A popular autumn motif is the russet leaf of the Japanese maple ; for winter, designs may include bamboo , pine trees and plum blossoms. A popular form of textile art in Japan is shibori intricate tie dye , found on some of the more expensive kimonos and haori kimono jackets. Patterns are created by minutely binding the fabric and masking off areas, then dying it, usually by hand.
When the bindings are removed, an undyed pattern is revealed. Shibori work can be further enhanced with yuzen hand applied drawing or painting with textile dyes or with embroidery; it is then known as tsujigahana. Shibori textiles are very time-consuming to produce and require great skill, so the textiles and garments created from them are very expensive and highly prized.
Old kimonos are often recycled in: Damaged kimonos can be disassembled and resewn to hide the soiled areas, and those with damage below the waistline can be worn under a hakama. Historically, skilled craftsmen laboriously picked the silk thread from old kimono and rewove it into a new textile in the width of a heko obi for men's kimono, using a recycling weaving method called saki-ori.
A single obi may cost several thousand dollars. However, most kimonos owned by kimono hobbyists or by practitioners of traditional arts are far less expensive. Enterprising people make their own kimono and undergarments by following a standard pattern, or by recycling older kimonos. Cheaper and machine-made fabrics can substitute for the traditional hand-dyed silk. Women's obi, however, mostly remain an expensive item. Men's obi, even those made from silk, tend to be much less expensive, because they are narrower, shorter and less decorative than those worn by women.
Kimonos range from extremely formal to casual. The level of formality of women's kimono is determined mostly by the pattern of the fabric, and color. Young women's kimonos have longer sleeves, signifying that they are not married, and tend to be more elaborate than similarly formal older women's kimono. Formality is also determined by the type and color of accessories, the fabric, and the number or absence of kamon family crests , with five crests signifying extreme formality. Kimonos made of fabrics such as cotton and polyester generally reflect a more casual style.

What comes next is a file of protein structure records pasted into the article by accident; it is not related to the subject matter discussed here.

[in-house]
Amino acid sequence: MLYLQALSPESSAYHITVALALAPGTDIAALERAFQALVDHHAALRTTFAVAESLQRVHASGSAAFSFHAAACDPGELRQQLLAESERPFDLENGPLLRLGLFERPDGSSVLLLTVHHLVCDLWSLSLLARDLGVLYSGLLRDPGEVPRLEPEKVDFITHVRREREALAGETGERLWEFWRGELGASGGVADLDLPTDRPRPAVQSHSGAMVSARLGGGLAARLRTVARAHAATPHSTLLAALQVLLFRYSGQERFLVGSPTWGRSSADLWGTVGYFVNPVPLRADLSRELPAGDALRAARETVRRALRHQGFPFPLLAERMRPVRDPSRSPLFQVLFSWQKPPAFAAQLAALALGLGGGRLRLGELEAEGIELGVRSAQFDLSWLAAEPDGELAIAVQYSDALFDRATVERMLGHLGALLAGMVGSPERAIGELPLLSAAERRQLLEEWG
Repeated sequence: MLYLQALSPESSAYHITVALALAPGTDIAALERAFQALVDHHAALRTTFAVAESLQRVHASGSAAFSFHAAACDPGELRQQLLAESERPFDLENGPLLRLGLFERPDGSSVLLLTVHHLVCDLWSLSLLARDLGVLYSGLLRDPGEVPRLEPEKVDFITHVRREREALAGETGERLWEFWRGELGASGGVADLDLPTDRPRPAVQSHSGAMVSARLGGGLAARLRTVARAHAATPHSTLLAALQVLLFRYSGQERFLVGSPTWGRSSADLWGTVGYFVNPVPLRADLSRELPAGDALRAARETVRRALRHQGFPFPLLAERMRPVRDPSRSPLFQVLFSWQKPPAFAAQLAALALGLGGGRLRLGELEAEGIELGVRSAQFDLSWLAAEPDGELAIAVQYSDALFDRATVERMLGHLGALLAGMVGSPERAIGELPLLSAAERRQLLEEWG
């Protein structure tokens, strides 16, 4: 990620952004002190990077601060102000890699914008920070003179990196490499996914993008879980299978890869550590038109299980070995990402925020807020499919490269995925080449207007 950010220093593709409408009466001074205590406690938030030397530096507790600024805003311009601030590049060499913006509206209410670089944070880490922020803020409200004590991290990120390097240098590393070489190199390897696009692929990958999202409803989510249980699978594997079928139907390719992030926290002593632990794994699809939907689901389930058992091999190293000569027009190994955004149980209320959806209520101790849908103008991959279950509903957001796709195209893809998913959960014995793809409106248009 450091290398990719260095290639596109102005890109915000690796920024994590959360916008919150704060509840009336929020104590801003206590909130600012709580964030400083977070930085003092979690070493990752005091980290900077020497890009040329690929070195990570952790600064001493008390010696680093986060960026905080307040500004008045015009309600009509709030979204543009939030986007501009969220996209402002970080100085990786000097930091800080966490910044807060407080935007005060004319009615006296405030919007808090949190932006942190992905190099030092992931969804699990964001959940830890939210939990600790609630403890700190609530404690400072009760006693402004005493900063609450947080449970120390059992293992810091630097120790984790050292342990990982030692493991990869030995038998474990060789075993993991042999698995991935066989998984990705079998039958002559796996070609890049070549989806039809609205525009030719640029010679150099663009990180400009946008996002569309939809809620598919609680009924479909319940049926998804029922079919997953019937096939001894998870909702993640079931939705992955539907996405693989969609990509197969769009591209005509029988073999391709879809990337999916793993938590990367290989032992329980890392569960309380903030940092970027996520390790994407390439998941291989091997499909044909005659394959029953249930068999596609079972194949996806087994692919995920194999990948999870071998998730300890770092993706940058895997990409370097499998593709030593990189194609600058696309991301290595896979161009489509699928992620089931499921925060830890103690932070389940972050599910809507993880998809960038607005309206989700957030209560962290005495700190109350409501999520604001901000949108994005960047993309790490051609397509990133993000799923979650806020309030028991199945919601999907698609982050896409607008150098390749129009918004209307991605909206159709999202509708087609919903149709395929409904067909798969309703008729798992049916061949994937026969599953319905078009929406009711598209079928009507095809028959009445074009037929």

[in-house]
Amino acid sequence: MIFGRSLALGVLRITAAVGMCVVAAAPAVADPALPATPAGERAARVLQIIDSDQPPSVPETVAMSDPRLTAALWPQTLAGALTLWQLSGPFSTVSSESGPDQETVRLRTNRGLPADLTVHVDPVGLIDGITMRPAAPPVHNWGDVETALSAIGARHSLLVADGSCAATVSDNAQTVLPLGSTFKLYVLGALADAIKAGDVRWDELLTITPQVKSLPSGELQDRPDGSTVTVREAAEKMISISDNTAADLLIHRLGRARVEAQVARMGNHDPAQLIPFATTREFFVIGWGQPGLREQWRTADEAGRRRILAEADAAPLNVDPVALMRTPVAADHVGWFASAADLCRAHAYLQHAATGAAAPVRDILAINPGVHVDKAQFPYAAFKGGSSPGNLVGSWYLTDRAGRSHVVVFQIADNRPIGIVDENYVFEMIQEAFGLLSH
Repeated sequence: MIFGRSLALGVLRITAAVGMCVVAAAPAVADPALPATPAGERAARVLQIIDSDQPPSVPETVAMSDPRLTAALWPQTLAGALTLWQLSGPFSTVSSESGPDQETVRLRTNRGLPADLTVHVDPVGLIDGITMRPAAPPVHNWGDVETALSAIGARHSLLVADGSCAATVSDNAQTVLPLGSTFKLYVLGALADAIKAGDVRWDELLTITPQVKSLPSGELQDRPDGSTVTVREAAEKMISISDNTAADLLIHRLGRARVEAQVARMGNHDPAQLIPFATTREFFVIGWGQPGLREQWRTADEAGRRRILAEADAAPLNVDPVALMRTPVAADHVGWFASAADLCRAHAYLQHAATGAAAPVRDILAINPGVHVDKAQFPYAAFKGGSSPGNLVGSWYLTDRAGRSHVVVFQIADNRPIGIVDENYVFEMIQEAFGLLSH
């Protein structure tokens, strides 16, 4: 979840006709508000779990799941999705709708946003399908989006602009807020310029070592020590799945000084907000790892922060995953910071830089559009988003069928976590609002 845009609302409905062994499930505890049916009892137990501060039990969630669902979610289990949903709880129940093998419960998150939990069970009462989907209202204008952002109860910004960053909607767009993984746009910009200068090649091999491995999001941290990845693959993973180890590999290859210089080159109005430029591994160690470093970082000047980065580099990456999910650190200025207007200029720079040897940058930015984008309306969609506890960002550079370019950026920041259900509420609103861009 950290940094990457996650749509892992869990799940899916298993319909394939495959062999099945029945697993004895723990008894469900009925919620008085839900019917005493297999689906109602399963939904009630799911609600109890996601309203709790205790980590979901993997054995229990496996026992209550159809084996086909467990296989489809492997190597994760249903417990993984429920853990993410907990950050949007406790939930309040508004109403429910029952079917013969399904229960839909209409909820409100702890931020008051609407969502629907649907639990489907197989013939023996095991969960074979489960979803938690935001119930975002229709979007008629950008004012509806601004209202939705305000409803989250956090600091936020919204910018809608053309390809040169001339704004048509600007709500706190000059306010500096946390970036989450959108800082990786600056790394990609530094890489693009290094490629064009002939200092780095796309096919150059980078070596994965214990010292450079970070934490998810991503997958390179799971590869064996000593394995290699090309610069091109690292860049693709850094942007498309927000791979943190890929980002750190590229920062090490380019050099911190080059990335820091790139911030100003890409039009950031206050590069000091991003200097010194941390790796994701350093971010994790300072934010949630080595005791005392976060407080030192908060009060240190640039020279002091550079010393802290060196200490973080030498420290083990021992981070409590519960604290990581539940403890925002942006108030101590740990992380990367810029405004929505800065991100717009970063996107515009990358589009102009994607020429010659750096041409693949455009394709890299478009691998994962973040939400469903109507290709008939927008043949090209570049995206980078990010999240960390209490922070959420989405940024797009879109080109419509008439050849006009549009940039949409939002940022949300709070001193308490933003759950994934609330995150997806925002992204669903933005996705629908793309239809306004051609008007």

The typical woman's kimono outfit consists of twelve or more separate pieces that are worn, matched, and secured in prescribed ways, and the assistance of licensed professional kimono dressers may be required.
Called upon mostly for special occasions, kimono dressers both work out of hair salons and make house calls.
Choosing an appropriate type of kimono requires knowledge of the garment's symbolism and subtle social messages, reflecting the woman's age, marital status, and the level of formality of the occasion. Furisode are the most formal kimono for unmarried women, with colorful patterns that cover the entire garment.
They are usually worn at coming-of-age ceremonies seijin shiki and by unmarried female relatives of the bride at weddings and wedding receptions. They may also be worn to formal parties. They are mainly worn to tea ceremonies. The dyed silk may be figured rinzu , similar to jacquard , but has no differently colored patterns. It comes from the word "muji" which means plain or solid and "iro" which means color. The term refers to kimono with a small, repeated pattern throughout the garment.
This style is more casual and may be worn around town, or dressed up with a formal obi for a restaurant. Both married and unmarried women may wear komon. The Edo komon dyeing technique originated with the samurai class during the Edo period. Mofuku is formal mourning dress for men or women. Both men and women wear kimono of plain black silk with five kamon over white undergarments and white tabi. For women, the obi and all accessories are also black.
Men wear a subdued obi and black and white or black and gray striped hakama with black or white zori. The completely black mourning ensemble is usually reserved for family and others who are close to the deceased. The feature of it is the short sleeve, the traditional main color of body is black, the lap of kimono has some simple pattern and elegant color. Irotomesode with five family crests are the same as formal as kurotomesode , and are worn by married and unmarried women, usually close relatives of the bride and groom at weddings and a medal ceremony at the royal court.